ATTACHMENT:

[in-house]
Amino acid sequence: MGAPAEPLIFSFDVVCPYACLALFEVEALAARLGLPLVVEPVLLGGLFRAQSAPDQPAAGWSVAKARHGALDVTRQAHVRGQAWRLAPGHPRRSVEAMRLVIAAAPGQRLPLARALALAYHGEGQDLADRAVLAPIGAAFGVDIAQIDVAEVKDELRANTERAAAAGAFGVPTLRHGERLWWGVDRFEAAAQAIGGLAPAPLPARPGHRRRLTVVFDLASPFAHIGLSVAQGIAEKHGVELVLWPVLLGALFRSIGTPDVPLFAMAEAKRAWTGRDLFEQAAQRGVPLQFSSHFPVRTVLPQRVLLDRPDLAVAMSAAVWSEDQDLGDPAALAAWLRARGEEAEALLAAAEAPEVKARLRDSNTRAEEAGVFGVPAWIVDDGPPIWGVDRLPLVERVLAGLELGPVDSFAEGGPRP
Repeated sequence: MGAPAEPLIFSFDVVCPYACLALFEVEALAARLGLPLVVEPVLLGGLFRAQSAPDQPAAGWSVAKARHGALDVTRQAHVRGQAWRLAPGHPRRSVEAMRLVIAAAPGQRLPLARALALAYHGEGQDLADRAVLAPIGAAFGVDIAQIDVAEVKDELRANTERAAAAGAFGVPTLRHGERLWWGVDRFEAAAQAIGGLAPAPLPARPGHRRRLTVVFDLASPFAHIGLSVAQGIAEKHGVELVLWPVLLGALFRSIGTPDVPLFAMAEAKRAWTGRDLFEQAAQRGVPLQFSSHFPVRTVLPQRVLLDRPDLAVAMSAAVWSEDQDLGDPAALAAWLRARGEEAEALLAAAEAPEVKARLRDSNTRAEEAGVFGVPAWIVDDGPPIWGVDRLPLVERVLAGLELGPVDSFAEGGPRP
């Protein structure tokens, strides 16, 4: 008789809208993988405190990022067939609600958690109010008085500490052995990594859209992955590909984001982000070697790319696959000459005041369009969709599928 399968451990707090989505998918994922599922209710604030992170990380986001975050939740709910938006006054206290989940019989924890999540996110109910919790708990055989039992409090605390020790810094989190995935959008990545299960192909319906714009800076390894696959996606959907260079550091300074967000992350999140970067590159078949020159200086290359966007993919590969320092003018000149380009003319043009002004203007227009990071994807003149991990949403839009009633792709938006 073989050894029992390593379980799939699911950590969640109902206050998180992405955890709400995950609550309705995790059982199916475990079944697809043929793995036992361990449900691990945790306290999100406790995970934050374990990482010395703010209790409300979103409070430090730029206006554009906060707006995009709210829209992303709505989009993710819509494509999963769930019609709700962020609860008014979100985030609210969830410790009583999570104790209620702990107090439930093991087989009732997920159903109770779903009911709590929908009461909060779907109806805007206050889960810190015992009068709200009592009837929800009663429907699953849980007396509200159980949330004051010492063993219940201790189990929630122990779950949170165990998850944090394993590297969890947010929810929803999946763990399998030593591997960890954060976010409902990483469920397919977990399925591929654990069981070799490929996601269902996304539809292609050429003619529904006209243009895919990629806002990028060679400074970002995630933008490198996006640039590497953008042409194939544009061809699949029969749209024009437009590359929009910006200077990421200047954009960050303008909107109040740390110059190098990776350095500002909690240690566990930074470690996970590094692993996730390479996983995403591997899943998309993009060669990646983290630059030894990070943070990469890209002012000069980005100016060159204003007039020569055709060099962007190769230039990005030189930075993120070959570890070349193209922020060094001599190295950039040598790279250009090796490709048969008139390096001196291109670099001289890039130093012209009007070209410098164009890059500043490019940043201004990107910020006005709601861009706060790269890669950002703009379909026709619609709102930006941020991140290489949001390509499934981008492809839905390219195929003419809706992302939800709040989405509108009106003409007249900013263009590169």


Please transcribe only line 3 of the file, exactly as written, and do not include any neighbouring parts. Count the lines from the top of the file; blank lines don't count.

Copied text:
Repeated sequence: MGAPAEPLIFSFDVVCPYACLALFEVEALAARLGLPLVVEPVLLGGLFRAQSAPDQPAAGWSVAKARHGALDVTRQAHVRGQAWRLAPGHPRRSVEAMRLVIAAAPGQRLPLARALALAYHGEGQDLADRAVLAPIGAAFGVDIAQIDVAEVKDELRANTERAAAAGAFGVPTLRHGERLWWGVDRFEAAAQAIGGLAPAPLPARPGHRRRLTVVFDLASPFAHIGLSVAQGIAEKHGVELVLWPVLLGALFRSIGTPDVPLFAMAEAKRAWTGRDLFEQAAQRGVPLQFSSHFPVRTVLPQRVLLDRPDLAVAMSAAVWSEDQDLGDPAALAAWLRARGEEAEALLAAAEAPEVKARLRDSNTRAEEAGVFGVPAWIVDDGPPIWGVDRLPLVERVLAGLELGPVDSFAEGGPRP